“Put on a happy face”
The reason that in courts people promise to tell “the truth, the whole truth and nothing but the truth”, is because in real life we are rarely that honest.
An everyday example “oh hi, how are you?” How are you going to answer? Most people, in most settings reply something like “yeah good, you?” Maybe sometimes they will say something a little less positive such as “been better” or “well you know”. Not very many people choose to answer with how they are really feeling at that moment.
This lack of honest about our real feelings is not always a bad thing.
Boss: “I would like you to meet this important business contact who wants to hear about your innovative product”
Client: “Hi, how are you”
You: “Oh I’m actually really distracted right now, I spent the morning getting annoyed at my dog and then spent the commute arguing with myself, in my head, about how lazy I am and how this product I have made is never going to work. I also have flatulence and yes that smell was made by me.”
I’m not sure this type of honest answer would be good for career development.
So there are times when we hide how we feel or what we think, or at least when we try to hide how we feel. In psychology this is sometimes called a persona or wearing a mask. The real me is what goes on in my head and my mask is how I want other people to see me.
Sometimes our mask is trying to just show our best side – like an Instagram filter for our personality. Other times we try to hide negative parts of ourselves, this is one of the reason there is a link between feeling depressed and being a comedian as the comedy mask hides some of the hurt underneath.
In the early days, reality TV show Big Brother was marketed as a science experiment and psychologists would talk about the contestants behaviour. Masks was a common discussion point, as the weeks progressed, we would start to see more about what the contestants were really like, what they really thought because it is not possible to maintain a mask or persona all of the time, particularly when you are living under surveillance.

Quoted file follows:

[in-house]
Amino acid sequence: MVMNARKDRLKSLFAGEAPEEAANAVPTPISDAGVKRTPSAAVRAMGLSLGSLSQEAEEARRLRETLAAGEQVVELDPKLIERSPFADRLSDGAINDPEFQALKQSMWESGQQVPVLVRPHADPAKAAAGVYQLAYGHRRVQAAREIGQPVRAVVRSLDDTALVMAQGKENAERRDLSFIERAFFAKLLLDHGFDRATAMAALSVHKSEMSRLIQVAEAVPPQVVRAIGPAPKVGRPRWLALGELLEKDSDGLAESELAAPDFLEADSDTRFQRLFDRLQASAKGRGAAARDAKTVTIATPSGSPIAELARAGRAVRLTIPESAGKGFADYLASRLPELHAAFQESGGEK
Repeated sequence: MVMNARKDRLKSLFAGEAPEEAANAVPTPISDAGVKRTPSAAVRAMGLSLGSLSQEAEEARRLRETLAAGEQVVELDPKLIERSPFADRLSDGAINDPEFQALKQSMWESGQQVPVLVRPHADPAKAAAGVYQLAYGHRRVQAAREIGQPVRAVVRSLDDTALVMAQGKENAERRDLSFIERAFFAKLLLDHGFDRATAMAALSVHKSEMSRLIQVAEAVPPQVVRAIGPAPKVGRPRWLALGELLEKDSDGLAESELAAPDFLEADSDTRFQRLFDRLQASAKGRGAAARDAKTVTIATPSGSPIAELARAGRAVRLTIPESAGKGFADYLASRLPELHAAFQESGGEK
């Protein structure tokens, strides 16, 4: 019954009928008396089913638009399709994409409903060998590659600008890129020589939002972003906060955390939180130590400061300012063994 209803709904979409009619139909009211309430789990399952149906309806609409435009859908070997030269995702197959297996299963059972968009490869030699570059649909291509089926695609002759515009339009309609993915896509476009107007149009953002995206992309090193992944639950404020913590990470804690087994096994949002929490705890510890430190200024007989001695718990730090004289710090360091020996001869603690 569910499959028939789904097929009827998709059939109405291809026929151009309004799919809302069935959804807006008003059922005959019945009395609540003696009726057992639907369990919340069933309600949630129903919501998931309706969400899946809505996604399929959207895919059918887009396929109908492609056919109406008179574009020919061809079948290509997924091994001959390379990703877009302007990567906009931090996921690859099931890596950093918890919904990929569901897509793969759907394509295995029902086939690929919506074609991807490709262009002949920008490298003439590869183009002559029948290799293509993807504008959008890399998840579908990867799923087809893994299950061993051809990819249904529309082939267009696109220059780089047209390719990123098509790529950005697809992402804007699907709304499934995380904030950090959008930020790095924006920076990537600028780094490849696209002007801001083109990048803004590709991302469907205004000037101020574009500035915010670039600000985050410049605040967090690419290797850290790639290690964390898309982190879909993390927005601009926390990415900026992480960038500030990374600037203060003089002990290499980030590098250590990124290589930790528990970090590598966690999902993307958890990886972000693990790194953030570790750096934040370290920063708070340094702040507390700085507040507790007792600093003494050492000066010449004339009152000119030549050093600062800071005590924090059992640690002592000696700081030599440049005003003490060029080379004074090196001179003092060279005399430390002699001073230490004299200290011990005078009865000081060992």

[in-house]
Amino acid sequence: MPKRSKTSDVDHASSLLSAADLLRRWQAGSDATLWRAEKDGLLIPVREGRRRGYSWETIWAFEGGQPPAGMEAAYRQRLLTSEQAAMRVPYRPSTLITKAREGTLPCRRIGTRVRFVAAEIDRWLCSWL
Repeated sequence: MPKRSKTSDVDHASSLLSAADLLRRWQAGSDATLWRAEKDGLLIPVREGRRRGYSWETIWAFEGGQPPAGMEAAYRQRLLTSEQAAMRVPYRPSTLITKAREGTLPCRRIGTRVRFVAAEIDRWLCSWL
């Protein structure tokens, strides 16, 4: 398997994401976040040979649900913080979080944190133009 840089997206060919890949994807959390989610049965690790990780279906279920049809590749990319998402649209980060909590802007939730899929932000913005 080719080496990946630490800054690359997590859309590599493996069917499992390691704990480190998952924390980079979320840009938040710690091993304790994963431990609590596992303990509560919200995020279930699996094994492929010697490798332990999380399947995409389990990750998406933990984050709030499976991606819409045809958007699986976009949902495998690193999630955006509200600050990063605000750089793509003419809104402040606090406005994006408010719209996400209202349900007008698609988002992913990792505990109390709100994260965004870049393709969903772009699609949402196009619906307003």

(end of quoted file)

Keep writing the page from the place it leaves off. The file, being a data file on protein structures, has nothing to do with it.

Your mask is a good thing and there are times when it really helps you to make a good impression or be professional. Pretend behaviour can also lead us to gain new skills – Fake it; Until you make it!
But there has to be some balance. When are the times when you can safely take your mask off? Maybe there are friends who you can be honest with. Maybe there are times when you can dance like no one is watching. Maybe you keep a journal where you can be honest about how you are really feeling. And sometimes there may also be times when you can readjust the mask and think about a middle ground between what you think and what you want people to think about you. If you hate an idea but the mask wants to say it is great, perhaps there is a way to say you like some parts but believe it could be improved. This type of professional honesty can help to narrow the gap and feel closer to the real you.
I am running a therapy group for young people in school years 7, 8 and 9. This will be in East London during February half term (Monday 18 – Friday 22 February 2019). There are still spaces available and we will be exploring out “Too Big” emotions together including the feelings we hide behind our masks. If you know a young person who is having a hard time please let them know, it isn’t always easy to find group therapy and there can be really long waiting lists. I am offering a free consultation for anyone who wants to know more.